1985 saw the origin of a number of projects inspired by the original MUD.
These included Gods by Ben Laurie, a MUD1 clone that included online creation in its endgame, and which became a commercial MUD in 1988; a tolkienesque MUD started by Pip Cordrey who gathered some people on a BBS he ran to create a MUD1 clone that would run on a home computer.
Many MUDs were fashioned around the dice-rolling rules of the Dungeons & Dragons series of games.
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Traditional MUDs implement a role-playing video game set in a fantasy world populated by fictional races and monsters, with players choosing classes in order to gain specific skills or powers.
The objective of this sort of game is to slay monsters, explore a fantasy world, complete quests, go on adventures, create a story by roleplaying, and advance the created character.
At the same time, Compunet started a project named Multi-User Galaxy Game as a Science Fiction alternative to MUD1, a copy of which they were running on their system at the time.
When one of the two programmers left Compu Net, the remaining programmer, Alan Lenton, decided to rewrite the game from scratch and named it Federation II (at the time no Federation I existed). Federation II was later picked up by AOL, where it became known simply as "Federation: Adult Space Fantasy".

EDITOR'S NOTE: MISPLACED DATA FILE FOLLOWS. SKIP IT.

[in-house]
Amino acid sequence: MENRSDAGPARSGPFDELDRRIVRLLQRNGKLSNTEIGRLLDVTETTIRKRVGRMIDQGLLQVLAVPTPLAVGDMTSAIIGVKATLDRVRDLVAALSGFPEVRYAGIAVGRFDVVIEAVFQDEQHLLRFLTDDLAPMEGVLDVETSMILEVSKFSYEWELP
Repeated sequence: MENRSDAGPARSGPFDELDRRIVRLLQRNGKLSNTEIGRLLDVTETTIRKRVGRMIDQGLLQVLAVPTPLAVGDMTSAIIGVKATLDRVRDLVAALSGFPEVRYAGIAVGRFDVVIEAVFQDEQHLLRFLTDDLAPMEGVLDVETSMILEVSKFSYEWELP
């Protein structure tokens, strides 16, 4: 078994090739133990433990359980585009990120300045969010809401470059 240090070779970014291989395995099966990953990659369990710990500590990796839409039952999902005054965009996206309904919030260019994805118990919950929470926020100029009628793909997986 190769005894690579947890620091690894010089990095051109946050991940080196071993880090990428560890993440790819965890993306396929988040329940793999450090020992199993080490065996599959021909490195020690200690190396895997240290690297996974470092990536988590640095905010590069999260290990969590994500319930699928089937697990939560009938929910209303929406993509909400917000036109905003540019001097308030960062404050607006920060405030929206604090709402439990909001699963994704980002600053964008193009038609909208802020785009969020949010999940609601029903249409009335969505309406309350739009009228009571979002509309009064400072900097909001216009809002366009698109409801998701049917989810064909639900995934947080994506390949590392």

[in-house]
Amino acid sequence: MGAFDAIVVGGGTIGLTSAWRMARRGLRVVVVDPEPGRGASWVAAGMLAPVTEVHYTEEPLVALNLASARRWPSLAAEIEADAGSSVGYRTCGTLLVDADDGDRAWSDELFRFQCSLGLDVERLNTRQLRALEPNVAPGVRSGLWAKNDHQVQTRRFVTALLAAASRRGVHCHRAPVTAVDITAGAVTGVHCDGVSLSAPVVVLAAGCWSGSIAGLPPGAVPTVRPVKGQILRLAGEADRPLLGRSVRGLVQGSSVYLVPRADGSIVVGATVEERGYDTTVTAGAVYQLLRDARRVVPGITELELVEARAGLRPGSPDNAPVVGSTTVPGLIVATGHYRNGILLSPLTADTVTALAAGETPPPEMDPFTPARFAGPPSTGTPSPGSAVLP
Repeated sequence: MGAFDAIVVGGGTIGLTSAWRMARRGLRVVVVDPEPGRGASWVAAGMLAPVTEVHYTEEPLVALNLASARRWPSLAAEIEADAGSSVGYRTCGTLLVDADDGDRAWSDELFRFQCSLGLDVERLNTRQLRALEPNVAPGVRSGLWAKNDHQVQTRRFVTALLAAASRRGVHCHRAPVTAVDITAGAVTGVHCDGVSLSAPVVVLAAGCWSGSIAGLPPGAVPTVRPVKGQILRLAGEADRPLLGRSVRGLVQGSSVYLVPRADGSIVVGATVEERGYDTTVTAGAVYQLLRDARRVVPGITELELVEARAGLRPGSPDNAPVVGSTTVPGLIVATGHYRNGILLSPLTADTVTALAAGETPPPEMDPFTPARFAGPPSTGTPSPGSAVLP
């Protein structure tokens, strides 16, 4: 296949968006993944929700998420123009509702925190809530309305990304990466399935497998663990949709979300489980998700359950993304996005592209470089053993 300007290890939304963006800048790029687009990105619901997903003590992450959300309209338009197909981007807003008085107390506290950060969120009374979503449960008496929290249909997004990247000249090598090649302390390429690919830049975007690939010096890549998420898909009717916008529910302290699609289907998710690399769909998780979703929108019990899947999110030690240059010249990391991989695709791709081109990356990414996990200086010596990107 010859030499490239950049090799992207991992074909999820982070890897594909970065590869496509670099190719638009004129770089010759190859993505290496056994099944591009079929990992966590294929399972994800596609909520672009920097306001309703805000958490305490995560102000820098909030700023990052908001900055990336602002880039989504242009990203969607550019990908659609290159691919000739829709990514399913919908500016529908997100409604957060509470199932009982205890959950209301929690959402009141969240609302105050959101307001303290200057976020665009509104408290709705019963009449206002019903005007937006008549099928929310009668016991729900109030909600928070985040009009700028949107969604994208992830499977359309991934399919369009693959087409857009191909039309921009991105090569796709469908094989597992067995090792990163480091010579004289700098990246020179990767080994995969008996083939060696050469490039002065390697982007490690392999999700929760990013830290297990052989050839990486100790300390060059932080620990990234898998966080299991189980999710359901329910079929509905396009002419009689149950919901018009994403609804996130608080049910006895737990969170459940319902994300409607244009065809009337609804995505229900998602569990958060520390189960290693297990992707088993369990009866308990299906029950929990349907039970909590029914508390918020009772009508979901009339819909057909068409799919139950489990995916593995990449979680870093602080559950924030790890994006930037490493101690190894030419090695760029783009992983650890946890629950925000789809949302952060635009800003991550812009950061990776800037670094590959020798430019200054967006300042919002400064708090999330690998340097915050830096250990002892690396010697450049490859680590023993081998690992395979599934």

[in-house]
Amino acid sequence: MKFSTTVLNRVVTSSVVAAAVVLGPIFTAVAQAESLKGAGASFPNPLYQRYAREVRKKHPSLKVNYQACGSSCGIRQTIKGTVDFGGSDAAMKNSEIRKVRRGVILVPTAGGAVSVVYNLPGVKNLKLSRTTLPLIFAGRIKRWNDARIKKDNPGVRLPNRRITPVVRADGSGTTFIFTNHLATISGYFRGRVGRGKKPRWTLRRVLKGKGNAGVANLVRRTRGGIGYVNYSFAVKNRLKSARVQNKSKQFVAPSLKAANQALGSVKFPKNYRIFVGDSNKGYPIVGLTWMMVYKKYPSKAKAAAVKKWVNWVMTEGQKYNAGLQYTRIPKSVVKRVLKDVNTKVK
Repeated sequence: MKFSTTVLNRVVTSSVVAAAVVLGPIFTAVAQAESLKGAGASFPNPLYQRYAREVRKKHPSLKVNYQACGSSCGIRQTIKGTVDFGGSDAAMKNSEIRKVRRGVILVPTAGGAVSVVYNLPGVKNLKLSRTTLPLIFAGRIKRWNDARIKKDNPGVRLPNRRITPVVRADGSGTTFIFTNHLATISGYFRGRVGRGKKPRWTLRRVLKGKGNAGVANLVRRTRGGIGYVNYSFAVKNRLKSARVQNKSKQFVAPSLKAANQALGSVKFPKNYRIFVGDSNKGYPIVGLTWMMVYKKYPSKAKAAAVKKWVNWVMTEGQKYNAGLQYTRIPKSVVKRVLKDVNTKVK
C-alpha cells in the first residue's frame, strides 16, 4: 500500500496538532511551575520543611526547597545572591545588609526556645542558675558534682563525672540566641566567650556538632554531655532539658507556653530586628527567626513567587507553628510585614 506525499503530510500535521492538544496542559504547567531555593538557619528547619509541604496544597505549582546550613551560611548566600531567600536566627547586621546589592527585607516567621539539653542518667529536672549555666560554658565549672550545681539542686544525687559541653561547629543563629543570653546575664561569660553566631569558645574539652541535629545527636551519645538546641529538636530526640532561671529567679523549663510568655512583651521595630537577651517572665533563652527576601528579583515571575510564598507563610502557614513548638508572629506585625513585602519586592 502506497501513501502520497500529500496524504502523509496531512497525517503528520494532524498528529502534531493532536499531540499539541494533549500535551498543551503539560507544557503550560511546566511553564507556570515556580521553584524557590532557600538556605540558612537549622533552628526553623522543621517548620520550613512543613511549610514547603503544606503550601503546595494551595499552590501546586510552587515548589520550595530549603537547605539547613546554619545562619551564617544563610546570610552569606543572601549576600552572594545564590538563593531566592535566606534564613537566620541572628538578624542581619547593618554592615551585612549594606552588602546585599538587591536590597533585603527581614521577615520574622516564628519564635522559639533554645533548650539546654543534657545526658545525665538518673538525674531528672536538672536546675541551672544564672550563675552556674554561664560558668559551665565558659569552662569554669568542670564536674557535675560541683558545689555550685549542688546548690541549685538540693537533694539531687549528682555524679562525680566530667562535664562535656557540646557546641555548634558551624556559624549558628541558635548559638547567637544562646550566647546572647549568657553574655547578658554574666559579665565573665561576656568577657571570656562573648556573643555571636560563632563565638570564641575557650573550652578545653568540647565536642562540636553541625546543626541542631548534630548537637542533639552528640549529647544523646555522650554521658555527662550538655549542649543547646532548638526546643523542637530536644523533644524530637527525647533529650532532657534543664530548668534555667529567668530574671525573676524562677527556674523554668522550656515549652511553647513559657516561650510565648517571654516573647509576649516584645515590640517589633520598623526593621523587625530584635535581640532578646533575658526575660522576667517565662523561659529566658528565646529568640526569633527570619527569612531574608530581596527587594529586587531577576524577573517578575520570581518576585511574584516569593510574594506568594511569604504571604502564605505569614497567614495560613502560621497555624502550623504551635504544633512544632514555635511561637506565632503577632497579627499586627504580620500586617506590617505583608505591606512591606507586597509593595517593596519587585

Neil Newell, an avid MUD1 player, started programming his own MUD called SHADES during Christmas 1985, because MUD1 was closed down during the holidays.
Starting out as a hobby, SHADES became accessible in the UK as a commercial MUD via British Telecom's Prestel and Micronet networks.
is a multiplayer real-time virtual world, usually text-based.
MUDs combine elements of role-playing games, hack and slash, player versus player, interactive fiction, and online chat.
MUDs can be accessed via standard telnet clients, or specialized MUD clients which are designed to improve the user experience.